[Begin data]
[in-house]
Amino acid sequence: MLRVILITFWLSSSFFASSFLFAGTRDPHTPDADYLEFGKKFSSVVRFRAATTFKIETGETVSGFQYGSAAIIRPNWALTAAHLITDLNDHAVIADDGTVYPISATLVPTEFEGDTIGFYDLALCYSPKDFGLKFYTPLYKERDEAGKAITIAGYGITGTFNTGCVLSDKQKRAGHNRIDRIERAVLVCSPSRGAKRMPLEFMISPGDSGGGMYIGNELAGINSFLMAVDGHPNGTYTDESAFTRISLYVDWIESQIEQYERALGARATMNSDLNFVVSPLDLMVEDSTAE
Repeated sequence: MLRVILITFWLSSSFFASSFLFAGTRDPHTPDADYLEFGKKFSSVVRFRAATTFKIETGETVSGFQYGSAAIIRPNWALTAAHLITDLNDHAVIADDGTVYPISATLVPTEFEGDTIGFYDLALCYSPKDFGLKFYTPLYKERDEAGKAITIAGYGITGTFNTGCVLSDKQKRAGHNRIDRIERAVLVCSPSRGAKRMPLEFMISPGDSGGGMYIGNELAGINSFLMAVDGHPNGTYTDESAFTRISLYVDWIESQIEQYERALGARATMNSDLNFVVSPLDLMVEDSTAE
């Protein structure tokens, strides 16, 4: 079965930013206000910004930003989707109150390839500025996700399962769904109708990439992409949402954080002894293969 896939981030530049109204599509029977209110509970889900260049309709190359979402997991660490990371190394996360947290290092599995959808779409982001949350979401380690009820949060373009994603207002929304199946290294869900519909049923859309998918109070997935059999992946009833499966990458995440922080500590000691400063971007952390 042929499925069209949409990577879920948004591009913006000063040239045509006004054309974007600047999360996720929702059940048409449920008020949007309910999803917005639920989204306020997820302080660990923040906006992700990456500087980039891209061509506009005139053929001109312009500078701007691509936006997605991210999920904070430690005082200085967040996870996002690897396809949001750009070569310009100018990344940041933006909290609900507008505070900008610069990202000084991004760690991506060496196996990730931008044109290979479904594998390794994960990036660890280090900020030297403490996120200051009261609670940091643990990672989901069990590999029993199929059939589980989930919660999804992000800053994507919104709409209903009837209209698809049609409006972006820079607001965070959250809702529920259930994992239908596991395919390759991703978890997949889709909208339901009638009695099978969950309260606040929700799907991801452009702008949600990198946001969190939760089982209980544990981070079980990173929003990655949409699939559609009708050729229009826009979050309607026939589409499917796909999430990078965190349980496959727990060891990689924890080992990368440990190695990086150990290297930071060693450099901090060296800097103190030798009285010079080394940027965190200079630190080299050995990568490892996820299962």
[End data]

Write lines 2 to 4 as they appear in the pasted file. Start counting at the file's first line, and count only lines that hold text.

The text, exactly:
Amino acid sequence: MLRVILITFWLSSSFFASSFLFAGTRDPHTPDADYLEFGKKFSSVVRFRAATTFKIETGETVSGFQYGSAAIIRPNWALTAAHLITDLNDHAVIADDGTVYPISATLVPTEFEGDTIGFYDLALCYSPKDFGLKFYTPLYKERDEAGKAITIAGYGITGTFNTGCVLSDKQKRAGHNRIDRIERAVLVCSPSRGAKRMPLEFMISPGDSGGGMYIGNELAGINSFLMAVDGHPNGTYTDESAFTRISLYVDWIESQIEQYERALGARATMNSDLNFVVSPLDLMVEDSTAE
Repeated sequence: MLRVILITFWLSSSFFASSFLFAGTRDPHTPDADYLEFGKKFSSVVRFRAATTFKIETGETVSGFQYGSAAIIRPNWALTAAHLITDLNDHAVIADDGTVYPISATLVPTEFEGDTIGFYDLALCYSPKDFGLKFYTPLYKERDEAGKAITIAGYGITGTFNTGCVLSDKQKRAGHNRIDRIERAVLVCSPSRGAKRMPLEFMISPGDSGGGMYIGNELAGINSFLMAVDGHPNGTYTDESAFTRISLYVDWIESQIEQYERALGARATMNSDLNFVVSPLDLMVEDSTAE
């Protein structure tokens, strides 16, 4: 079965930013206000910004930003989707109150390839500025996700399962769904109708990439992409949402954080002894293969 896939981030530049109204599509029977209110509970889900260049309709190359979402997991660490990371190394996360947290290092599995959808779409982001949350979401380690009820949060373009994603207002929304199946290294869900519909049923859309998918109070997935059999992946009833499966990458995440922080500590000691400063971007952390 042929499925069209949409990577879920948004591009913006000063040239045509006004054309974007600047999360996720929702059940048409449920008020949007309910999803917005639920989204306020997820302080660990923040906006992700990456500087980039891209061509506009005139053929001109312009500078701007691509936006997605991210999920904070430690005082200085967040996870996002690897396809949001750009070569310009100018990344940041933006909290609900507008505070900008610069990202000084991004760690991506060496196996990730931008044109290979479904594998390794994960990036660890280090900020030297403490996120200051009261609670940091643990990672989901069990590999029993199929059939589980989930919660999804992000800053994507919104709409209903009837209209698809049609409006972006820079607001965070959250809702529920259930994992239908596991395919390759991703978890997949889709909208339901009638009695099978969950309260606040929700799907991801452009702008949600990198946001969190939760089982209980544990981070079980990173929003990655949409699939559609009708050729229009826009979050309607026939589409499917796909999430990078965190349980496959727990060891990689924890080992990368440990190695990086150990290297930071060693450099901090060296800097103190030798009285010079080394940027965190200079630190080299050995990568490892996820299962």